So say there’s definitely a connection between seeing something as sacred and refusing to break it down and examine it. This seems bad.
- “Putting someone on a pedestal” does this.1
- The worst argument in the world is viable because of not breaking categories down and seems to me to often be about something like purity or sacredness.
Consider these techniques:
- Making it easier to keep a room clean by never letting it get too messy in the first place.
- Making it easier to stay on track with a project by marking a big red X’ on a highly-visible calender for every day that work gets accomplished.
To a very naive observer both of these might seem like pointless superstition. A small amount of added mess is always a small amount, a missed day is a missed day whether you’ve got a streak going or not. But finite mental resources would explain why there’s a clear boundary between “no mess” and “a little mess” but not “a little mess” and “a little mess+1”: that is, the same reason we use the decimal system instead of tally-marks.
So, though not breaking something down seemed bad, it can be good. This implies that sacredness can be good. Here’s an example: respecting the law as sacred can be helpful, because seeing laws in general as being bad to break instead of breaking each down further makes it easier to not break laws. Consider how the outside view works.2
So, sacredness means refusing to break things down which means refusing to examine trade-offs which means refusing to make trade-offs. Sounds useful in a game of chicken, ie., it sounds like precommitment, ie. it sounds like morality, ie. the best way to signal being a good cooperation partner is to precommit to being one by actually being one, which again looks like the outside view, being short-term stupid and long-term smart.
(Interestingly: Seeing law as sacred and therefore being irrational about it reduces ability to design a better system. Despite this, a politician who sends strong signals of belief that the law is sacred might be preferable to one who does not, if
- it’s sufficiently likely that one who does not is simply amoral
- the fact that the politician is a public figure means that feeling that the law is sacred is encouraged. )
Recall that one of the techniques that leveraged not breaking things down was about keeping a room clean, and that cleanliness is next to godliness, and eg. dirty words are profanities. This isn’t just coincidence- you won’t hear “we keep this sacred ground mostly pretty much pure, like 99% undesecrated.” There’s an explicit all-or-nothingness.
Why the connection between sacredness/purity and outrage/“pearl-clutching” over wrongthink? Because thinking actually is a risk, not just to potential victims of a policy granting some form of power or decreased culpability to evil people, but to any otherwise-wannabe do-gooder who hears the argument and has their own sense of sacredness broken down.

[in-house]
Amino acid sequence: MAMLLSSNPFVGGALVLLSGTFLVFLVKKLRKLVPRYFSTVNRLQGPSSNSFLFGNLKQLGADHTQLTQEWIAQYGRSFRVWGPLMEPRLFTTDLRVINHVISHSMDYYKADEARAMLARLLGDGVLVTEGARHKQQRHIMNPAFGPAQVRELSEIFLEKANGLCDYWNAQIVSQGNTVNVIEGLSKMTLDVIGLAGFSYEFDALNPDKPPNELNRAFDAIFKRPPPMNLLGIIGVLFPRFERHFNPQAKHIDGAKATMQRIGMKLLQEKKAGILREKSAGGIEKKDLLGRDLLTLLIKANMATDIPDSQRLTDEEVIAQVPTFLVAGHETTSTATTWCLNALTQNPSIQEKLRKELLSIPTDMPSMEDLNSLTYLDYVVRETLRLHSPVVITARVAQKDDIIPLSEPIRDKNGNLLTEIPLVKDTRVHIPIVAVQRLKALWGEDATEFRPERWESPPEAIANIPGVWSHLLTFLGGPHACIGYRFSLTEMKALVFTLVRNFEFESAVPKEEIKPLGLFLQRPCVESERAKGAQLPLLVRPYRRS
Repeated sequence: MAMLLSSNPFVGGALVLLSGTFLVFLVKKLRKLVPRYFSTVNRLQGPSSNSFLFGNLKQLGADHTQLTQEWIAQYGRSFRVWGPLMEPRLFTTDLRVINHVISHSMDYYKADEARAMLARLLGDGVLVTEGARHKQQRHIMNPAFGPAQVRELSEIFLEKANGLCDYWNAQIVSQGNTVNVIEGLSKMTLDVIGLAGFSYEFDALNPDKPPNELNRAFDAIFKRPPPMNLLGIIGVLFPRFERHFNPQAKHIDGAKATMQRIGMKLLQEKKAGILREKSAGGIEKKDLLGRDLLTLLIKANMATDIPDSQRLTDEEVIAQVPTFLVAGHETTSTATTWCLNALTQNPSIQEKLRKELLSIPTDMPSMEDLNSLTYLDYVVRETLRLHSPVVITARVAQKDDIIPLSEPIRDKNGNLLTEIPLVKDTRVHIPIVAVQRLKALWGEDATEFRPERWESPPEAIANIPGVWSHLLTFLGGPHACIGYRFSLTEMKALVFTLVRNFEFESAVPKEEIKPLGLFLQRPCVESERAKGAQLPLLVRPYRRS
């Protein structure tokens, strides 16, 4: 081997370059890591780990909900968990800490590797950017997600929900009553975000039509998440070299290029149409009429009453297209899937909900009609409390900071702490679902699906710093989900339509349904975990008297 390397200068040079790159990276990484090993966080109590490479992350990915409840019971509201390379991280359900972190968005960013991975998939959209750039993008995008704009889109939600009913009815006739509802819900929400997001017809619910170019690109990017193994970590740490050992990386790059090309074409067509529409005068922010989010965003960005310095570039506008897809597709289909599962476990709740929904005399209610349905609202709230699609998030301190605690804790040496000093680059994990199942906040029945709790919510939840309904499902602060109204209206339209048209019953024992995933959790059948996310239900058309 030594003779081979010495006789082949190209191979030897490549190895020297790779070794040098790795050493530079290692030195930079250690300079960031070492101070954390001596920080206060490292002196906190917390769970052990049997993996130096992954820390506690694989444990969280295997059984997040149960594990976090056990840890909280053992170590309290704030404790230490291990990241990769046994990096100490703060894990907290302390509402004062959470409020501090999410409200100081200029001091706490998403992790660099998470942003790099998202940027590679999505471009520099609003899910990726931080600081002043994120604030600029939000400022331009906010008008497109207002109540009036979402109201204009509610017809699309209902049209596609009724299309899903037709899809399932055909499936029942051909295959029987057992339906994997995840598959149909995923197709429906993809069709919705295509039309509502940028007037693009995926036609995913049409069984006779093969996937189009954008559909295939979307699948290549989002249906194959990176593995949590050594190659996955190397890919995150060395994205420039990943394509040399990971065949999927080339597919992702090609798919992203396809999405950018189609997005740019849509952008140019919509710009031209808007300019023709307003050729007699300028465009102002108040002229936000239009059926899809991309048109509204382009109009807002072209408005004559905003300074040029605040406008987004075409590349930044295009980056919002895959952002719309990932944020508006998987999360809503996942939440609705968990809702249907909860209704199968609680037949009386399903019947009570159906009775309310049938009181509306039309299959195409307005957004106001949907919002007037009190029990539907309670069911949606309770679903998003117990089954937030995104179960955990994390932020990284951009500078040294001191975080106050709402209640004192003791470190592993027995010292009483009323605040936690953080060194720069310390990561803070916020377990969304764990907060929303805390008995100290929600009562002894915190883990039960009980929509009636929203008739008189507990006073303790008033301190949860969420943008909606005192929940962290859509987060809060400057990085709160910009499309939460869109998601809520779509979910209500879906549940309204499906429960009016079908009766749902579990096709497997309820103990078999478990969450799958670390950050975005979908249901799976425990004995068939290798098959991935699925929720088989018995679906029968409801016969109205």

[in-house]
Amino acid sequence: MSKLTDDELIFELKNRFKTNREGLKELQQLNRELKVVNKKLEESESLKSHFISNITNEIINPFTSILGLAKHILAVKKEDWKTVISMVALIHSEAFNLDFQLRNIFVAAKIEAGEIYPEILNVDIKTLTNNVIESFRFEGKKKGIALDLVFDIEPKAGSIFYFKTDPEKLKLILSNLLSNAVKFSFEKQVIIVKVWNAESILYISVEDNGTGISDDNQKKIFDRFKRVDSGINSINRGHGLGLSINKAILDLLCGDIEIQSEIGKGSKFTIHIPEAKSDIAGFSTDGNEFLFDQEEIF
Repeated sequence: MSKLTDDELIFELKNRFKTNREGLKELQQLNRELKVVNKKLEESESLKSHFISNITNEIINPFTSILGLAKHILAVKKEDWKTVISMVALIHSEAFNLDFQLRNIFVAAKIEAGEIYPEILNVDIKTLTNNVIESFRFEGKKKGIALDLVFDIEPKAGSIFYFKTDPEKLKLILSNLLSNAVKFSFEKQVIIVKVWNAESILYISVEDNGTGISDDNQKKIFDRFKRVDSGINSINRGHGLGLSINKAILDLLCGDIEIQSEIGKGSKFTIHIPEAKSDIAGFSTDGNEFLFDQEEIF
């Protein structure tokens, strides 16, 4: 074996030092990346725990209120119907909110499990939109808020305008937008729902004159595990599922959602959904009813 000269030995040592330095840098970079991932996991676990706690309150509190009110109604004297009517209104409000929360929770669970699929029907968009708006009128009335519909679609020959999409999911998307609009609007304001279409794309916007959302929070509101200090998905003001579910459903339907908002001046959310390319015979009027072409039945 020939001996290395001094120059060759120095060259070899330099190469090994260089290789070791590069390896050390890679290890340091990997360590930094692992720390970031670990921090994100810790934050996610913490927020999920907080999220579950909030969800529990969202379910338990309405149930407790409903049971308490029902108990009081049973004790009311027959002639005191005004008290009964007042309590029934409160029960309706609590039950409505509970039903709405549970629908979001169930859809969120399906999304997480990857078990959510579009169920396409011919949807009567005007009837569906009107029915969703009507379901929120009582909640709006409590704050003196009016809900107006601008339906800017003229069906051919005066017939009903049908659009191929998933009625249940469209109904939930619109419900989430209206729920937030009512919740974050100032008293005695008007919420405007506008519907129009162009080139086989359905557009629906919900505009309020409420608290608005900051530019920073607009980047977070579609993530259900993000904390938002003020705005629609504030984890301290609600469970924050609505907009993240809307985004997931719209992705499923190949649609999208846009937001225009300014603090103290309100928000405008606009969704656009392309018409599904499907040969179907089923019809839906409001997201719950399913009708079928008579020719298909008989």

Another view of it is as being disgust, which seems to fit if it’s purity-related. Wrongthink isn’t itself bad just like things tasting bad doesn’t cause them to be dangerous to eat. The trick is that things that are dangerous to eat tasting bad is a good defense against eating dangerous things.
Beauty (with a side of morality)
All-or-nothingness might count as being highly compressive. All art does away with certain details in order to make its point.
If the profane is to do with “gross, cosmic unfairness” it’s something like “that shouldn’t have happened” which is also what someone might say in confusion if data comes in that seems to contradict their hypothesis, so if hypotheses are compressive (and the relationship between the two scenarios isn’t superficial) then profanity is anti-compressive.
Another more direct example of the relation is that good and evil are known as right and wrong. But even if it’s evidence for the relation, it doesn’t tell us why.
Consider morality steering what we do, not just by our considering every action and rejecting immoral actions- finite processing power, remember?- but by not having our default reactions be immoral in the first place (mostly).
Well, if action is steered by prediction and prediction is about truth, then that’s reason for us to believe that our perception of morality and truth are deeply linked.
Something like that.
- I know I’ve heard something sounding like a saying that said something like “idolization is the opposite of understanding”, though I can’t remember where. Probably an anime. ↩
- “Buehler et. al. (2002) asked an experimental group of subjects to describe highly specific plans for their Christmas shopping - where, when, and how. On average, this group expected to finish shopping more than a week before Christmas. Another group was simply asked when they expected to finish their Christmas shopping, with an average response of 4 days. Both groups finished an average of 3 days before Christmas.” Link. ↩